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  • $\begingroup$ By the time they even consider they might be an AI, there's already been a Bio-Plague Apocalypse and their role in that (Plus super-soldier biomodifications giving them more-or-less immortality) has elevated them, in the eyes of many, to a diety. (Which drives them up the wall). A diety doesn't exactly stop by for a doctor's appointment. But, then again, there's always disguises. Definitely an interesting thought. $\endgroup$ – Andon May 7 '17 at 20:18
  • $\begingroup$ @Andon Are they going to do a job of supersoldiers surviving impossible situation? Because in such job there is a high chance to visit trauma ward (or its post apo equivalent) sooner or later. Would any of heroes suffer from any seemingly minor head wounds? Any doctor seriously doing his job, would simply not accept answer "I'm fine, thanks", because in shock too many people would say that. And later just seeing something weird, just run a long series of tests, just to be certain that there was no concussion or other damage. $\endgroup$ – Shadow1024 May 7 '17 at 21:09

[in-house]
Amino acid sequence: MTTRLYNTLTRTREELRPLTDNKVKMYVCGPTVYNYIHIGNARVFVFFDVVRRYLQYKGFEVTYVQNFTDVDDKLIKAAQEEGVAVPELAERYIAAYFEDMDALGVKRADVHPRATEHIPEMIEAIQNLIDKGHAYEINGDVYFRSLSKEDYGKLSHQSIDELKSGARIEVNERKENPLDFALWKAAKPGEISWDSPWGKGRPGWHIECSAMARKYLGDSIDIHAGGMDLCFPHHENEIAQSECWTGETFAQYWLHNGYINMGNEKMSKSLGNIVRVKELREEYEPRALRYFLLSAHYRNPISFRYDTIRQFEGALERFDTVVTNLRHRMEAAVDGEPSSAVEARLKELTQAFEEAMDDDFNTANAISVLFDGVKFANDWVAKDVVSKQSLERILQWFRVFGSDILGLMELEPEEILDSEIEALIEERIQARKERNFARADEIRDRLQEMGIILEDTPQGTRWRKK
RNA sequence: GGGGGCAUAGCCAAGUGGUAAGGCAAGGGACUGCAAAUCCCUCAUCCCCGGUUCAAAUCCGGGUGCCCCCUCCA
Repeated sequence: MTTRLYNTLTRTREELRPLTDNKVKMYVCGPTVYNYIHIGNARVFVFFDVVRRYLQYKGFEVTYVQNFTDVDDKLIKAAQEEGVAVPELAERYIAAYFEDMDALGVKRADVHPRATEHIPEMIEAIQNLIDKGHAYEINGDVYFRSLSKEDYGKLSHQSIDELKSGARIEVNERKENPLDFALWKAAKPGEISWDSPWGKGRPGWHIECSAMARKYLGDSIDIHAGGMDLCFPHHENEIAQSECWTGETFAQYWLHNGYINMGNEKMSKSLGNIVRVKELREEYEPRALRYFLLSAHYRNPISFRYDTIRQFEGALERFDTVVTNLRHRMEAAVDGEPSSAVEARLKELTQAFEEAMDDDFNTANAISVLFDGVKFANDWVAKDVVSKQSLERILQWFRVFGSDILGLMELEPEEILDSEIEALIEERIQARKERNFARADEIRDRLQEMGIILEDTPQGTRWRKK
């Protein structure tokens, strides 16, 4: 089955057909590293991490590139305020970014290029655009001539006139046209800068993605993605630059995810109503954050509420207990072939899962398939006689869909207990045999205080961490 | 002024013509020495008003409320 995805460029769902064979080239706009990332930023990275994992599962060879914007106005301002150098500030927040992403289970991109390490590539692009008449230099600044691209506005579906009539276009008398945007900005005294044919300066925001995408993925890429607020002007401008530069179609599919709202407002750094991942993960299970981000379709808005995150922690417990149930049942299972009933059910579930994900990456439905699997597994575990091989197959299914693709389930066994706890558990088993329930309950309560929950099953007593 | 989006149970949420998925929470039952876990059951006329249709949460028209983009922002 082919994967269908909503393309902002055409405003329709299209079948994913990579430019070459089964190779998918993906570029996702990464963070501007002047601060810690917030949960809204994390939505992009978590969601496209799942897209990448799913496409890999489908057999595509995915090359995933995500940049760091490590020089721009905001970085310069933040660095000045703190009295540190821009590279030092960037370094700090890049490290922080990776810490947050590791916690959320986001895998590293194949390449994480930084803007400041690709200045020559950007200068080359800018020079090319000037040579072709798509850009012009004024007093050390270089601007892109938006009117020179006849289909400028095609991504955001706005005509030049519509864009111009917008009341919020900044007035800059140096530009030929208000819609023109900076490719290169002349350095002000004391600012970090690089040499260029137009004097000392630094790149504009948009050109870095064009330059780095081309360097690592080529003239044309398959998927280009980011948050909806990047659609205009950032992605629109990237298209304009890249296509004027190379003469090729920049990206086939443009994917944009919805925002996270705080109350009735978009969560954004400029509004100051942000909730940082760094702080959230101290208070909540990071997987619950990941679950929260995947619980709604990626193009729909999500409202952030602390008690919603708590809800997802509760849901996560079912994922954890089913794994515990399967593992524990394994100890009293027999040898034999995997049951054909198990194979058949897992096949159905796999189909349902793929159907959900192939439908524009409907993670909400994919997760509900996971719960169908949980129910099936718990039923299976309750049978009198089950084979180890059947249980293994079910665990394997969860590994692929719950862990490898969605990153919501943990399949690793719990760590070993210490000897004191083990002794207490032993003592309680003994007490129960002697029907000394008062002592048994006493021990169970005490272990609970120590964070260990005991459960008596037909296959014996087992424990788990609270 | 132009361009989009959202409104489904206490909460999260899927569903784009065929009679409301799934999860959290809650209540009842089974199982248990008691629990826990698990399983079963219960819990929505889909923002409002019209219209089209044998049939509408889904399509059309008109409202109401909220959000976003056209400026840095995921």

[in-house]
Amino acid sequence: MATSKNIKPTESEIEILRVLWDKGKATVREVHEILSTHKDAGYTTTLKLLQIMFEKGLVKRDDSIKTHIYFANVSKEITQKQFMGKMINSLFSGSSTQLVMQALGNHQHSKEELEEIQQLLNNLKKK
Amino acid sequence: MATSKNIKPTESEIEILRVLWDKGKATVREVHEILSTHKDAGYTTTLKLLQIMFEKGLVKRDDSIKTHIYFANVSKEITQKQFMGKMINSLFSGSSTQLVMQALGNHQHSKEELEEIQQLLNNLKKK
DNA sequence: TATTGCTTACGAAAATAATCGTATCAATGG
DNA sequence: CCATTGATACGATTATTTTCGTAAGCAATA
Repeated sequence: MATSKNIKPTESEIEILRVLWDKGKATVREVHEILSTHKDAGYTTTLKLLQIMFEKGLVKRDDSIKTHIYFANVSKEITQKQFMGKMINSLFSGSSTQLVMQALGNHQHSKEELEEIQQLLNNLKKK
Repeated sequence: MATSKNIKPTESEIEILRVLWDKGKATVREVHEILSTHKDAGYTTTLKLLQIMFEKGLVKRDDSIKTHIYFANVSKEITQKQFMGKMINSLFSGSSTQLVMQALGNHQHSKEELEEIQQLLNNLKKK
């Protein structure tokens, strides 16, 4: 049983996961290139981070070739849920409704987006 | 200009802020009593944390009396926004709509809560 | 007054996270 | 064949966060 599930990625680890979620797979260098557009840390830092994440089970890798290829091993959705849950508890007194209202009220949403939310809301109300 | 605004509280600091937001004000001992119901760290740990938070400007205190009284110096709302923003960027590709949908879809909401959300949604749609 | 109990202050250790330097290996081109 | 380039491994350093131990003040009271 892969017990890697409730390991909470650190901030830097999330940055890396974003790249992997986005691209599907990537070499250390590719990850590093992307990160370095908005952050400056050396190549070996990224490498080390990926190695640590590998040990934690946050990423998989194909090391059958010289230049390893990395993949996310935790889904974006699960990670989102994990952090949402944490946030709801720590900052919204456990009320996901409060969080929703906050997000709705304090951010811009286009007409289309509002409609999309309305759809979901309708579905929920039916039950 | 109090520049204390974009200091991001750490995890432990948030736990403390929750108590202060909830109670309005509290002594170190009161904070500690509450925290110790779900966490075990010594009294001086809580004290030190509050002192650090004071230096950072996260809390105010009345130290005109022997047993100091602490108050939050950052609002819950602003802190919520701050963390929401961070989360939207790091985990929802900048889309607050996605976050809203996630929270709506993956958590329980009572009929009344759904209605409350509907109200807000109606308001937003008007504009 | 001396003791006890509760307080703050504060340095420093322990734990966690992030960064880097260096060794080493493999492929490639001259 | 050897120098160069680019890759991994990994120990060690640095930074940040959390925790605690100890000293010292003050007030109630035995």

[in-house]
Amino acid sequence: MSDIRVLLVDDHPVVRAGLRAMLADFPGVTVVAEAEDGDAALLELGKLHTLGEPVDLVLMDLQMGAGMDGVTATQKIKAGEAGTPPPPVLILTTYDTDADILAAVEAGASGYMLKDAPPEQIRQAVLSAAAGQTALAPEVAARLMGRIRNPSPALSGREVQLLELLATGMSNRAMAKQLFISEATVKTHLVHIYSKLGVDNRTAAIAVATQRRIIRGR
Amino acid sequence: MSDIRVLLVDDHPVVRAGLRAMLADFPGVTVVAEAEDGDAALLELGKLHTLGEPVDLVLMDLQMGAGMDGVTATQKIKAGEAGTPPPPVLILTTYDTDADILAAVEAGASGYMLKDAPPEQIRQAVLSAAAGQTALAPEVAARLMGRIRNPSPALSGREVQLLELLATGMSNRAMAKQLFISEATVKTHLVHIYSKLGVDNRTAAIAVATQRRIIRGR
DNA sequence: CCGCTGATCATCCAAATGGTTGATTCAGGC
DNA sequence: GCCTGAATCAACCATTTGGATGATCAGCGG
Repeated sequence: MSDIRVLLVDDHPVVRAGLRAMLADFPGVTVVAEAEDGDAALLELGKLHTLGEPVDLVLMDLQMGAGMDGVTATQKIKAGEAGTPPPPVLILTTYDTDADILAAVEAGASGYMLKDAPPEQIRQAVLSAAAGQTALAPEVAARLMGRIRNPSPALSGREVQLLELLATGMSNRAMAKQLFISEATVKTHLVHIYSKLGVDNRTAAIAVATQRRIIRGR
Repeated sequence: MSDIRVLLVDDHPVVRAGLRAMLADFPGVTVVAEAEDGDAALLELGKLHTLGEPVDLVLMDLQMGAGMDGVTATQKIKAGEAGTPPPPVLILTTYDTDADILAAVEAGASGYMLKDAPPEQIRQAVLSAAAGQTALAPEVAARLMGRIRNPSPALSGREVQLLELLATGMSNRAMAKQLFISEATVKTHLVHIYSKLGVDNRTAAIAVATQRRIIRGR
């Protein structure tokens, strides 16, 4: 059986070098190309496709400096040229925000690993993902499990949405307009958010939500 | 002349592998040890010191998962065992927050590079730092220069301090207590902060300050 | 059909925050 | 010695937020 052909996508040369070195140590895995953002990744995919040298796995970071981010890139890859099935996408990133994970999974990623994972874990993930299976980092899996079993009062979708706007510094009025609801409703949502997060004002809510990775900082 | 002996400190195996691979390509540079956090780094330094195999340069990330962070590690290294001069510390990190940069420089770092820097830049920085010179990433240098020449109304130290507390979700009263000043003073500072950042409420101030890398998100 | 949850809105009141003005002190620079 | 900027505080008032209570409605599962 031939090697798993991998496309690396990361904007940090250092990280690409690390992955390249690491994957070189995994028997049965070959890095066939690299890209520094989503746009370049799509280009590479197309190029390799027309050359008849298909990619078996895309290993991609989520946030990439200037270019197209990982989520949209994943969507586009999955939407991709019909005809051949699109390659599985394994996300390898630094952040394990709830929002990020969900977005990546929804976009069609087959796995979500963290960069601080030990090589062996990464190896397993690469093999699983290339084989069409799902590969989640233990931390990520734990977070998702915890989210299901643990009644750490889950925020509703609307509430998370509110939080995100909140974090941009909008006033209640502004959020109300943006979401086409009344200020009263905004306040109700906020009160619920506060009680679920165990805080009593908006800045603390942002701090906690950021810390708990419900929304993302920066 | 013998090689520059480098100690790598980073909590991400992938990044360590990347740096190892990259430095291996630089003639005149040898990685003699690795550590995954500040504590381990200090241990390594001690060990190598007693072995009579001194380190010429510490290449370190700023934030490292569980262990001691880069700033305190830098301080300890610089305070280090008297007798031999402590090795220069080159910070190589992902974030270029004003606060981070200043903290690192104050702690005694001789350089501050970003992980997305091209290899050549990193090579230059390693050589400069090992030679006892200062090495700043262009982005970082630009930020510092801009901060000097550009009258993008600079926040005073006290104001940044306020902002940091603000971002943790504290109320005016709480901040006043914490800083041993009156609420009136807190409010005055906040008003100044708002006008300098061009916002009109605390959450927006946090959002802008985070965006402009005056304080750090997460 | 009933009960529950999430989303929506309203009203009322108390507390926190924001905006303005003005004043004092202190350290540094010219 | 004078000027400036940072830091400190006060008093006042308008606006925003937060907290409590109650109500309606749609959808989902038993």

• $\begingroup$ Part of the reason for going to an artificial brain in the supersoldier project was to prevent traumatic head wounds. Soldiers function a lot better when their brain isn't being rattled around. Additionally, while this particular character is created by said supersoldier project, they are... "Liberated" before ever being utilized as a soldier (And that's how they got the AI in their head, too. Another character playing with things they shouldn't have. Again) $\endgroup$ – Andon May 8 '17 at 21:19